Things have always been tough for Grégoire Nakobomayo. The protagonist of Alain Mabanckou’s African Psycho was not only born with an ugly rectangular head, but was abandoned as an infant and spent the better part of his youth in orphanages and foster care. When his disturbed, older foster brother attempts to rape him, Greg stabs out his attacker’s eye and escapes to the slums of his unnamed, sprawling central African city. Thus Greg’s illustrious life of crime begins, or so he’d have you believe.
Despite spending the better part of his adolescence in the seedy, labyrinthine neighborhood called He-Who-Drinks-Water-Is-An-Idiot (so named for the plentiful and colorfully named bars that dot the neighborhood), Grégoire takes on a trade, learning how to refurbish and repaint wrecked automobiles. He even saves enough cash to buy some land in the neighborhood and build himself a small house. Not too bad for a kid from the block who aspires, one day, to be as good a serial killer as the country’s most infamous slasher, Angoualima.
A slim book, African Psycho is Grégoire’s first-person account of how he is planning the murder (his first) of his girlfriend, Germaine. Though he’s committed various petty crimes and three serious assaults, he’s not lived up to the expectations he believes his idol and supernatural mentor, Angoualima, has for him. A frequent visitor to Angoualima’s grave (which is located in a federal graveyard for criminals, the aptly named cemetery of the Dead-Who-Are-Not-Allowed-To-Sleep), Grégoire’s story is the epitome of unreliable narration.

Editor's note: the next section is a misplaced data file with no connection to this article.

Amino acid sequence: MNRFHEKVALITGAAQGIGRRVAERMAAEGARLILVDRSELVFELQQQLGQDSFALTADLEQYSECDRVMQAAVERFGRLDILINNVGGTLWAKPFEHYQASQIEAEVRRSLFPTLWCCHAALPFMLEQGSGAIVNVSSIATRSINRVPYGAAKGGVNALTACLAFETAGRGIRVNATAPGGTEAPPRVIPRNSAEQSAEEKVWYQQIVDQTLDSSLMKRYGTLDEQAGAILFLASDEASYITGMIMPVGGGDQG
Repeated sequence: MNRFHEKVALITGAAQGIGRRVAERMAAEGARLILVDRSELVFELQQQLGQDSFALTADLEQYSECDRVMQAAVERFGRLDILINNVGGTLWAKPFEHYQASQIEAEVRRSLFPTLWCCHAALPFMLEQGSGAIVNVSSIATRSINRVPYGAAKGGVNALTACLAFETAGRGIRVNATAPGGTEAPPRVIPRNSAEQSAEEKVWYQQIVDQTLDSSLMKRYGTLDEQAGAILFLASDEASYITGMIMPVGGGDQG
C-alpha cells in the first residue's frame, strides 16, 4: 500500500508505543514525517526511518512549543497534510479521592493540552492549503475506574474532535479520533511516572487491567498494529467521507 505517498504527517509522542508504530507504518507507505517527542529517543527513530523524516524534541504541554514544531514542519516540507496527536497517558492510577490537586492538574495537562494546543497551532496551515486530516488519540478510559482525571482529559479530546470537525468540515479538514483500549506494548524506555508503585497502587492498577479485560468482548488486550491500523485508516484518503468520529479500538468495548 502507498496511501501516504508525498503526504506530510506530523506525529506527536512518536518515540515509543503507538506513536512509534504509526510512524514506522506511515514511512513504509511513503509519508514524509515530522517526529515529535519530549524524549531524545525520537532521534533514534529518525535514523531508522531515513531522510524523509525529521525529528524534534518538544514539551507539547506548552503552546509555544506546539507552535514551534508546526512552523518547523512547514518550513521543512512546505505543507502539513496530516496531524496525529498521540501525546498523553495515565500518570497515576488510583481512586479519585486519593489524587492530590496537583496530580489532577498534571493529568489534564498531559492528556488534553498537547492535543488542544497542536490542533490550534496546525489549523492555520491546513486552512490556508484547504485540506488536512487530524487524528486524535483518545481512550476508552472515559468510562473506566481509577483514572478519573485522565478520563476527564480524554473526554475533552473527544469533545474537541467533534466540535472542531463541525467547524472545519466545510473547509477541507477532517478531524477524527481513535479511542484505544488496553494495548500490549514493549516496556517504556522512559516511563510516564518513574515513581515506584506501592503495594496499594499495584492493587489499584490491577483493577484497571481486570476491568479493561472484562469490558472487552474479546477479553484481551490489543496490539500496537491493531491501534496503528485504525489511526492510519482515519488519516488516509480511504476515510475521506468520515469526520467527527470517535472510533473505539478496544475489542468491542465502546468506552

Much like Bret Easton Ellis’s Patrick Bateman, only one of two possible truths about this narrator can stand: that Grégoire is the blood-thirsty psychopath he claims to be, or that he’s a sad sack with some serious mommy issues. Either way, African Psycho is an inventive and often funny book that introduces Mabanckou’s engrossing prose to the American audience for the first time.